Yeah, maybe...it's not a regret but it was something I badly wanted in my career. I always wanted to win that trophy for the state. To be honest, when I played for Vidarbha and Hyderabad, it wasn't so much because I was a professional. But TN was a place where I was born and brought up. I really wanted to get that trophy.

I've actually dreamed so many times of sipping from the Ranji trophy cup. Unfortunately, it didn't happen but to be fair I did my best. Whatever I could in my control, I did. We had a few golden opportunities, even in semifinal games. But unfortunately we couldn't convert. There was always some small thing that was lacking as a team.

To win the Ranji Trophy, it wasn't just about the talent. You need to be resilient, you have to want that trophy. It's not just about the talent or shots you can play, it's about the reliant batting at times, disciplined bowling. Disciplined cricket is what is needed to win the Ranji Trophy. I felt as a team, Tamil Nadu lacked the discipline in our cricket a little bit. I won't say lack of talent, especially when I played. But maybe at times lack of discipline in the cricket, not outside.

Subramaniam Badrinath, Alan Wilkins

We've already seen you do some commentary, a bit of coaching in the TNPL and also play some golf in your post-retirement life. Have you zeroed in on one career?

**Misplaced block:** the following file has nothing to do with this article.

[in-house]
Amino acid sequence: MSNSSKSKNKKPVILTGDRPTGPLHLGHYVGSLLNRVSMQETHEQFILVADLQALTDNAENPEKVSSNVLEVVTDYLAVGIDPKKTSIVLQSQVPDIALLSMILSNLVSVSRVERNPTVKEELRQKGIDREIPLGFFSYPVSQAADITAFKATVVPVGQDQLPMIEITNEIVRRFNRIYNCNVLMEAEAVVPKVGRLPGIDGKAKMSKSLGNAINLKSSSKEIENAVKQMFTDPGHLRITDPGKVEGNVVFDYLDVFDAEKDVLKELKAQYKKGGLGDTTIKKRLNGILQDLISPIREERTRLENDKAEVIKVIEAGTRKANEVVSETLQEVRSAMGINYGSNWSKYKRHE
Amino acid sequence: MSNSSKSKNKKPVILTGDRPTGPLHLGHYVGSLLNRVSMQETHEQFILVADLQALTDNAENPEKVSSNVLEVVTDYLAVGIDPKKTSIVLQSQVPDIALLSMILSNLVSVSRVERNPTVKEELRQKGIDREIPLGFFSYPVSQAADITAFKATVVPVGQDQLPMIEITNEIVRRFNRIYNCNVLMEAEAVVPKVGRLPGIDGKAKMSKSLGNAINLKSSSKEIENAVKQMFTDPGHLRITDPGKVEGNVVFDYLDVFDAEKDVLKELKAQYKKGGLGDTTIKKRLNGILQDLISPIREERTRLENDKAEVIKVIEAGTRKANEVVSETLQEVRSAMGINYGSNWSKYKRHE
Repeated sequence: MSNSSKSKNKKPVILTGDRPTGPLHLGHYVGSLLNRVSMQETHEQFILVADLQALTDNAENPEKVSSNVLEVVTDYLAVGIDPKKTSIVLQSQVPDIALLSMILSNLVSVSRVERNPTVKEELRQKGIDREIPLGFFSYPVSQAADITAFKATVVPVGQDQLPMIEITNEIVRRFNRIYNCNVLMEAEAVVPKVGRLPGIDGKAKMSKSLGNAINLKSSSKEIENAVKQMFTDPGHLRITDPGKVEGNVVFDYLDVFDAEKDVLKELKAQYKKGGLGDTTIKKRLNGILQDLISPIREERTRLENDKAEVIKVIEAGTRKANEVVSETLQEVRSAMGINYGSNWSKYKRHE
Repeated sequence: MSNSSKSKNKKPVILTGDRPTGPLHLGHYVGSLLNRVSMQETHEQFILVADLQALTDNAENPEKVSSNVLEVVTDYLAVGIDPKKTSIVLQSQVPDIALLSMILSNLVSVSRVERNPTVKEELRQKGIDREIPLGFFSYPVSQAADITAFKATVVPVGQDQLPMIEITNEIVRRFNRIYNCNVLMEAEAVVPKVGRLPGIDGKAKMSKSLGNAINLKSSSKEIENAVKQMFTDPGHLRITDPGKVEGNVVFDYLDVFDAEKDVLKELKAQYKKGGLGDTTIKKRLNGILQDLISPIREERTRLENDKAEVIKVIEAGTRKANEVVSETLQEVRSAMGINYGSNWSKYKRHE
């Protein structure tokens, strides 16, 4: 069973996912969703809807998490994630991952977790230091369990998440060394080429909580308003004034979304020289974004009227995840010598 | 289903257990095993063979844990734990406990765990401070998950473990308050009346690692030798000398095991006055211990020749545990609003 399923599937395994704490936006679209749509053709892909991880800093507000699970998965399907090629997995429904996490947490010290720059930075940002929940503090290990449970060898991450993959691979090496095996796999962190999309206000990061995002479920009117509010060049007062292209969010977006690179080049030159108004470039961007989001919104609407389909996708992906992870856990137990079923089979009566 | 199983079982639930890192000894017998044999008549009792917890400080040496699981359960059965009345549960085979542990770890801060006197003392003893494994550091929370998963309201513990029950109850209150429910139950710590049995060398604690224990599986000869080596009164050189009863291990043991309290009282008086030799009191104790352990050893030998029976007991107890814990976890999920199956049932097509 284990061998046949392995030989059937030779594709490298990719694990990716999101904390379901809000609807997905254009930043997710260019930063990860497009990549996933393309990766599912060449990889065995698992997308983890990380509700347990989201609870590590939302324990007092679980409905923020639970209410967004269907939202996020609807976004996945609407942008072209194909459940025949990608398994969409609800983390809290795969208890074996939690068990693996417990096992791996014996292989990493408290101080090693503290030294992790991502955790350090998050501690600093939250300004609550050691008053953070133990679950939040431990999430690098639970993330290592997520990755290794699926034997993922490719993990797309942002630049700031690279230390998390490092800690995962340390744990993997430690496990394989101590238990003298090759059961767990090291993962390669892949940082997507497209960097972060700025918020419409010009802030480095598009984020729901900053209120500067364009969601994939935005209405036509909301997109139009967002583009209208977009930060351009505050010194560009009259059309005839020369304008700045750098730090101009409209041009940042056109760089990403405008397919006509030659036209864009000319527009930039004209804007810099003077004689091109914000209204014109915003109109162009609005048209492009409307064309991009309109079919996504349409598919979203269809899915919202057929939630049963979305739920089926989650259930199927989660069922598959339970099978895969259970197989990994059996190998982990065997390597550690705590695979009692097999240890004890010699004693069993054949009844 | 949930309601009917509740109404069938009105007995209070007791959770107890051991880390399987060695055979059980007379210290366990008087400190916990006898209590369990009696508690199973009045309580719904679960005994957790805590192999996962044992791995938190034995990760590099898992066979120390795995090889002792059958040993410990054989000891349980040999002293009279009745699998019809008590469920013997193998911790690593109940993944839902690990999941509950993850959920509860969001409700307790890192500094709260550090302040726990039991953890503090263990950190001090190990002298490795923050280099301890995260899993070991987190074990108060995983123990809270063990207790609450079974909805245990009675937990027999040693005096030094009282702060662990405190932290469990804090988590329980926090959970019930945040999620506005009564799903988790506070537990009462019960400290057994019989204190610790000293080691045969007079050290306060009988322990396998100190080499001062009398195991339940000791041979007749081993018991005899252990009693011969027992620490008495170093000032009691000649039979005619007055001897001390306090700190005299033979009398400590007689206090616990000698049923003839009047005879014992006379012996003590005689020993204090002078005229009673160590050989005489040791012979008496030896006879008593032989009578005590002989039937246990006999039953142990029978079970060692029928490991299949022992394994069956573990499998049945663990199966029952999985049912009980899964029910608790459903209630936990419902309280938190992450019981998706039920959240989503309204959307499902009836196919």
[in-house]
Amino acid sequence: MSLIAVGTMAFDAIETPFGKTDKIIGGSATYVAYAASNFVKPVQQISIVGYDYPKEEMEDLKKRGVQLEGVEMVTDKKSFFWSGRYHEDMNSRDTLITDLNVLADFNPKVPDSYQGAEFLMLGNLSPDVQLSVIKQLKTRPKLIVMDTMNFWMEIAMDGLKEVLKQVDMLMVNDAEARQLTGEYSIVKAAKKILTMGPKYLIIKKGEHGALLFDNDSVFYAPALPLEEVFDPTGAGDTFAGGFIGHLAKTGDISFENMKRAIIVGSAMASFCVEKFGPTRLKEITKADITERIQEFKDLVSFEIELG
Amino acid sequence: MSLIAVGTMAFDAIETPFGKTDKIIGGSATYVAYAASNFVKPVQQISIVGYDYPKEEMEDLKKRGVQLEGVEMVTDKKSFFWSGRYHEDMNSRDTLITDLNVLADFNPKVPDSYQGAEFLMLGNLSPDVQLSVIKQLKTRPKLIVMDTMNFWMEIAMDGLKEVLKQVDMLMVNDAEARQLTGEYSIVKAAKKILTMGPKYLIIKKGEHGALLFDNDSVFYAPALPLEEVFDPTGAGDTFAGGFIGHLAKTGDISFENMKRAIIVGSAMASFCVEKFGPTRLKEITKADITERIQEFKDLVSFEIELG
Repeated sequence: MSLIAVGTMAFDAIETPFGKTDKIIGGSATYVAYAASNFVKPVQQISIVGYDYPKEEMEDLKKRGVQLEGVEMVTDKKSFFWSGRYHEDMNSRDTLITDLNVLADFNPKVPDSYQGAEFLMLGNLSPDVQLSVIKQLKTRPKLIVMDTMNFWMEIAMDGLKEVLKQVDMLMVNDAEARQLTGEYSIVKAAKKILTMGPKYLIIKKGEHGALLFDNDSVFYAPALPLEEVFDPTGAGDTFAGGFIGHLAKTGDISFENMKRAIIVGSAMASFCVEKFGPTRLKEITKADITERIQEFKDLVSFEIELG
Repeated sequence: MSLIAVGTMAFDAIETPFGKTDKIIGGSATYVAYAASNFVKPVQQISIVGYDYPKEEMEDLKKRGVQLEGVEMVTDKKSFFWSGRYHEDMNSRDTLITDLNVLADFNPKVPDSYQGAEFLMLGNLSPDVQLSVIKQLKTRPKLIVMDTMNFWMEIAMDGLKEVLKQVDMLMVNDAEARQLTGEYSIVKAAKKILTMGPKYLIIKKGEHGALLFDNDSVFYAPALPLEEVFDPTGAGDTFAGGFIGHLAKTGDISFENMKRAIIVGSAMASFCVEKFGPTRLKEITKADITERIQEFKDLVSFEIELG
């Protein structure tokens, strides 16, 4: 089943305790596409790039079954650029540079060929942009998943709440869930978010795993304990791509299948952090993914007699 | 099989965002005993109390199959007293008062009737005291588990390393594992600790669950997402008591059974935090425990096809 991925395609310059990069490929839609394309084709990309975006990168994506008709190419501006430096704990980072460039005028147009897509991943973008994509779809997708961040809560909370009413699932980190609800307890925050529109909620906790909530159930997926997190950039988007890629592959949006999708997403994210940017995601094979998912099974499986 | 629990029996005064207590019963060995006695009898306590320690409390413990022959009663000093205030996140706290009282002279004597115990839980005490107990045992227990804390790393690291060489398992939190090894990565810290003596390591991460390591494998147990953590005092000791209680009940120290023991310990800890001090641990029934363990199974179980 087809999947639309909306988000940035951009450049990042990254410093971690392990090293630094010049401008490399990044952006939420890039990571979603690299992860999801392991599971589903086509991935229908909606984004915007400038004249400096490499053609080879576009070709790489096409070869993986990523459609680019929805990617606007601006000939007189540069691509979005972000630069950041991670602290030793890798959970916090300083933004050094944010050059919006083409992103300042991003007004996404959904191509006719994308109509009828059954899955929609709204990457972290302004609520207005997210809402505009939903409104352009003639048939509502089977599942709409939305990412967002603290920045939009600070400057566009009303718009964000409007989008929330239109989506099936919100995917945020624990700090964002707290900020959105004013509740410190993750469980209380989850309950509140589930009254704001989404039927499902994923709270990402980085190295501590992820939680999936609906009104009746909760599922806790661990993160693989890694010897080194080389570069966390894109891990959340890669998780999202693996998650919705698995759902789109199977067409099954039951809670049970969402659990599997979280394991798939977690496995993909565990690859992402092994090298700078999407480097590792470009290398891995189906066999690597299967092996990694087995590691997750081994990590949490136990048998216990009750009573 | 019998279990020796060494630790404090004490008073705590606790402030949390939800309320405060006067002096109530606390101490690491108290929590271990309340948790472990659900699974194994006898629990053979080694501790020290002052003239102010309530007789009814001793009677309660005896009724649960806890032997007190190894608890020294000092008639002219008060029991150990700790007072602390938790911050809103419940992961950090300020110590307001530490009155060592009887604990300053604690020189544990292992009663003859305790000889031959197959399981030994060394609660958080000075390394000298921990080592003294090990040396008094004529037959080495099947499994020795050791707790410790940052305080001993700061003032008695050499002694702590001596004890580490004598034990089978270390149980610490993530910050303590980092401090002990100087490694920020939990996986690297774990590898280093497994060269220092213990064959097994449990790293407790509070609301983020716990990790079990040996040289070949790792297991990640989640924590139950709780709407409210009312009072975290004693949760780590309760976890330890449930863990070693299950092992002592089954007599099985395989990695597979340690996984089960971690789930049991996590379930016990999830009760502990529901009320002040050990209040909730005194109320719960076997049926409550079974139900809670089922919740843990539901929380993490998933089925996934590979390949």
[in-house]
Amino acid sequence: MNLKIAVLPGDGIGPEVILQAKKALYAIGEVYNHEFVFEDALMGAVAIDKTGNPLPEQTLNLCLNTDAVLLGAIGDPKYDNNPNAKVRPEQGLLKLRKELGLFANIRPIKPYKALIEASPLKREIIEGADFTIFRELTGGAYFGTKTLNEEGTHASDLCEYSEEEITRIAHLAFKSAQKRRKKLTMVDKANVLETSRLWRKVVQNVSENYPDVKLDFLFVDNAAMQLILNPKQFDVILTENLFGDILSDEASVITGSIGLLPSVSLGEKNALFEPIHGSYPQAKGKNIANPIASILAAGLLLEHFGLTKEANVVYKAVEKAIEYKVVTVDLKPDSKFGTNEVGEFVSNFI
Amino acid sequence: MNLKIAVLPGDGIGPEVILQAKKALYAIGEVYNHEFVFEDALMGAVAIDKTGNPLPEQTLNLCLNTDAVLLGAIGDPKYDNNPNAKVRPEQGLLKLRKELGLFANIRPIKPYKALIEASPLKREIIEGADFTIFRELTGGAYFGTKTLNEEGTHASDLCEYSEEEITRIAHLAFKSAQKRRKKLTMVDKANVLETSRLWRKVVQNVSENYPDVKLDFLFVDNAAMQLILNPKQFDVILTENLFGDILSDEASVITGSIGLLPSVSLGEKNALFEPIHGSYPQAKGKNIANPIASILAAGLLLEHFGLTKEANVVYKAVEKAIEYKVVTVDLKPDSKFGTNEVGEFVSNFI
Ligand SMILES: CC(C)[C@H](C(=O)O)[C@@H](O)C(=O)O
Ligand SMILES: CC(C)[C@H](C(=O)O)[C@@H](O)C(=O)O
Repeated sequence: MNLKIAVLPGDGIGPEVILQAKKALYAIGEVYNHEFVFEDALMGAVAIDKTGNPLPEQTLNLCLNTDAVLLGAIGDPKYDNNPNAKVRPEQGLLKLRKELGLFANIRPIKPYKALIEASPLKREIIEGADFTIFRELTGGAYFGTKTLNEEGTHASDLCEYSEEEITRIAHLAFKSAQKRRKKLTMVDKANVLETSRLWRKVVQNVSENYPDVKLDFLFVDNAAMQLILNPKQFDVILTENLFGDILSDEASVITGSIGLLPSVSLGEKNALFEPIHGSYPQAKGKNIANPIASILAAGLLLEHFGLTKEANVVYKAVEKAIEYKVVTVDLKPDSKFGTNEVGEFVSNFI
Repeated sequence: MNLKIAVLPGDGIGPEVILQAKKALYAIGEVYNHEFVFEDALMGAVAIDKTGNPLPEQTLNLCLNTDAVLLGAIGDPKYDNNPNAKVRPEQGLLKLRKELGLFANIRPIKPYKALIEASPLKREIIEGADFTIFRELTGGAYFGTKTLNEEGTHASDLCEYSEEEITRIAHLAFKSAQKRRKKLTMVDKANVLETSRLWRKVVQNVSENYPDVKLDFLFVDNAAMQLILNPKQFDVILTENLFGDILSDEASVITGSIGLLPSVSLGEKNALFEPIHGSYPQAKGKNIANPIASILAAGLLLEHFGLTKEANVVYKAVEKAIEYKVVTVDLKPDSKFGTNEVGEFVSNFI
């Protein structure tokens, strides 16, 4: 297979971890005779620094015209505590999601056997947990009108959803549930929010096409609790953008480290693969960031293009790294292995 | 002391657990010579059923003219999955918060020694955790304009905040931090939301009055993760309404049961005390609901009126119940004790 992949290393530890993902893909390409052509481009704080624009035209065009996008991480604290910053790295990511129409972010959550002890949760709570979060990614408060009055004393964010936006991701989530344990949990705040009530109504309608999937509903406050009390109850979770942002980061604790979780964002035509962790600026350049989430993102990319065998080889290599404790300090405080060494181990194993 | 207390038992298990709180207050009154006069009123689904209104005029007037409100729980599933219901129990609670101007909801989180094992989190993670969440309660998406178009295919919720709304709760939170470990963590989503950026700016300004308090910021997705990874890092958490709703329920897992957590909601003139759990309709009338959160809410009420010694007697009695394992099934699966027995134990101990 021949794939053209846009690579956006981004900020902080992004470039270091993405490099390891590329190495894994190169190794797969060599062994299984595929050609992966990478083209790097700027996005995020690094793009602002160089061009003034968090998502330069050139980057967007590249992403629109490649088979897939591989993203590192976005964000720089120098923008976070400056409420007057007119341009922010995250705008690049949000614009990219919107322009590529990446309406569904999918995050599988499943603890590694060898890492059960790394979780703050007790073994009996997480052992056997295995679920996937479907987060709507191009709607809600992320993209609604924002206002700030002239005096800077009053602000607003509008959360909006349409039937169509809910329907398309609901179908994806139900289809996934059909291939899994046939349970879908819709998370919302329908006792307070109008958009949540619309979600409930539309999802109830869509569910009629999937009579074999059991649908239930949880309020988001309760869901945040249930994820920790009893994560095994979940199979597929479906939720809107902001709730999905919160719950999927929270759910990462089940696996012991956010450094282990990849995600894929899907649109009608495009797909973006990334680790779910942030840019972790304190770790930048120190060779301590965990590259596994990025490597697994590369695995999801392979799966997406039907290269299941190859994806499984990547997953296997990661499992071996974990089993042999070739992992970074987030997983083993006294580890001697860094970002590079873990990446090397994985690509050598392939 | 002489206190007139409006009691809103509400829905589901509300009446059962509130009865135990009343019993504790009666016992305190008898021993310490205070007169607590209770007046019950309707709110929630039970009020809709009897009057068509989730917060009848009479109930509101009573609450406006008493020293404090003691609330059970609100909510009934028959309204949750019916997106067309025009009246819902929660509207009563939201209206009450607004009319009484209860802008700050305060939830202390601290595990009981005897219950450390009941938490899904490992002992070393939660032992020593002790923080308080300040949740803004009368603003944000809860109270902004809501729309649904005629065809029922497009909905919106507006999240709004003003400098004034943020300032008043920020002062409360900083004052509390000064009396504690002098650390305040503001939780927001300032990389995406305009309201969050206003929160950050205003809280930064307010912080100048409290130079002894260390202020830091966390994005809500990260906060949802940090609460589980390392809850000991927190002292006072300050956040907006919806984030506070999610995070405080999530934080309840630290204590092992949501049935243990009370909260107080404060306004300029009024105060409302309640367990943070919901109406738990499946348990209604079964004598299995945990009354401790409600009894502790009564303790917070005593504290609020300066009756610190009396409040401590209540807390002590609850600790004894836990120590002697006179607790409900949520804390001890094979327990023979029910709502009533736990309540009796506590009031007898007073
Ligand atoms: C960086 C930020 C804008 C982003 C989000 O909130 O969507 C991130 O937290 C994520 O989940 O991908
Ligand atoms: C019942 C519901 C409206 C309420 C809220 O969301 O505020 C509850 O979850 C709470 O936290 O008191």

I've signed up with Star Sports, I've been lucky and blessed that just when I was retiring Star Sports came up with a broadcasting role. I've signed with them for the next two years, that will be my main job for now. I'll continue to do TNPL coaching if needed, it's only for a month. I love golf too.

It's about time I did whatever things I like. In the last 20 years, I've not done anything I've liked.

You scored 10000+ first-class runs and say you've not done anything you've liked!

No no, apart from cricket I mean! Cricket is something else... nothing can match that. The smaller things that I like to do. I love wildlife photography as well. Basically, I want to pursue my hobbies, read more, watch movies.

Spending more time with my daughter is top priority. She is nine years old and I want to spend more time with her. I missed out on a little bit of her childhood. My biggest regret is that. Rather than not winning Ranji trophy or playing for the country, the bigger regret is when she was growing up, the first two-three years I couldn't spend much time with her. That was the busiest time in my life and I want to make up for it now.

Finally, how would you like to be remembered for your cricket career?

I don't know what to say but I always thought of myself as a fighter. I'm a fighter to the core. I'm actually a street fighter. I came from nothing, whenever there was no safety net to fall on, it brought out the best in me. That's the way I am. I never had any cushion in my life, there were big decisions to take all the time and hurdles all the time. That got the best out of me and that's what made me. I would like to be known as a fighter with a great attitude. I don't know about the talent, I always felt of myself as not so talented. But I was hard-working and pretty tough. That's how I'd look at myself.